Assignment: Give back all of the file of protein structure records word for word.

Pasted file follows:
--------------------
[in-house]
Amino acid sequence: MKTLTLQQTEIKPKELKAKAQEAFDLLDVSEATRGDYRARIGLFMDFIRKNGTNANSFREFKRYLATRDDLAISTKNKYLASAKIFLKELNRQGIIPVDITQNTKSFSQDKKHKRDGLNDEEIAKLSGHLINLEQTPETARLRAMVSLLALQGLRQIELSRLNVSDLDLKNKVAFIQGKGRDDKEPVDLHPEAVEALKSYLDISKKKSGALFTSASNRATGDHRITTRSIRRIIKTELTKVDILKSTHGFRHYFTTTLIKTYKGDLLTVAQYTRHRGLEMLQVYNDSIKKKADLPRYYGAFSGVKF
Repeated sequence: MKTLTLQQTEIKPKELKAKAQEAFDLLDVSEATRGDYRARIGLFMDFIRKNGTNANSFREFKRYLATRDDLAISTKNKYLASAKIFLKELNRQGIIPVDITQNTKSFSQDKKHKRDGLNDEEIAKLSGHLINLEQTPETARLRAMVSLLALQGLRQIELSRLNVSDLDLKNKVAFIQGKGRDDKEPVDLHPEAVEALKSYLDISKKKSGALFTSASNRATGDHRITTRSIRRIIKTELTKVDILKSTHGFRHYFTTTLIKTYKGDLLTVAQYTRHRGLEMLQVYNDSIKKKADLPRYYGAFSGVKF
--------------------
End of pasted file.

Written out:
[in-house]
Amino acid sequence: MKTLTLQQTEIKPKELKAKAQEAFDLLDVSEATRGDYRARIGLFMDFIRKNGTNANSFREFKRYLATRDDLAISTKNKYLASAKIFLKELNRQGIIPVDITQNTKSFSQDKKHKRDGLNDEEIAKLSGHLINLEQTPETARLRAMVSLLALQGLRQIELSRLNVSDLDLKNKVAFIQGKGRDDKEPVDLHPEAVEALKSYLDISKKKSGALFTSASNRATGDHRITTRSIRRIIKTELTKVDILKSTHGFRHYFTTTLIKTYKGDLLTVAQYTRHRGLEMLQVYNDSIKKKADLPRYYGAFSGVKF
Repeated sequence: MKTLTLQQTEIKPKELKAKAQEAFDLLDVSEATRGDYRARIGLFMDFIRKNGTNANSFREFKRYLATRDDLAISTKNKYLASAKIFLKELNRQGIIPVDITQNTKSFSQDKKHKRDGLNDEEIAKLSGHLINLEQTPETARLRAMVSLLALQGLRQIELSRLNVSDLDLKNKVAFIQGKGRDDKEPVDLHPEAVEALKSYLDISKKKSGALFTSASNRATGDHRITTRSIRRIIKTELTKVDILKSTHGFRHYFTTTLIKTYKGDLLTVAQYTRHRGLEMLQVYNDSIKKKADLPRYYGAFSGVKF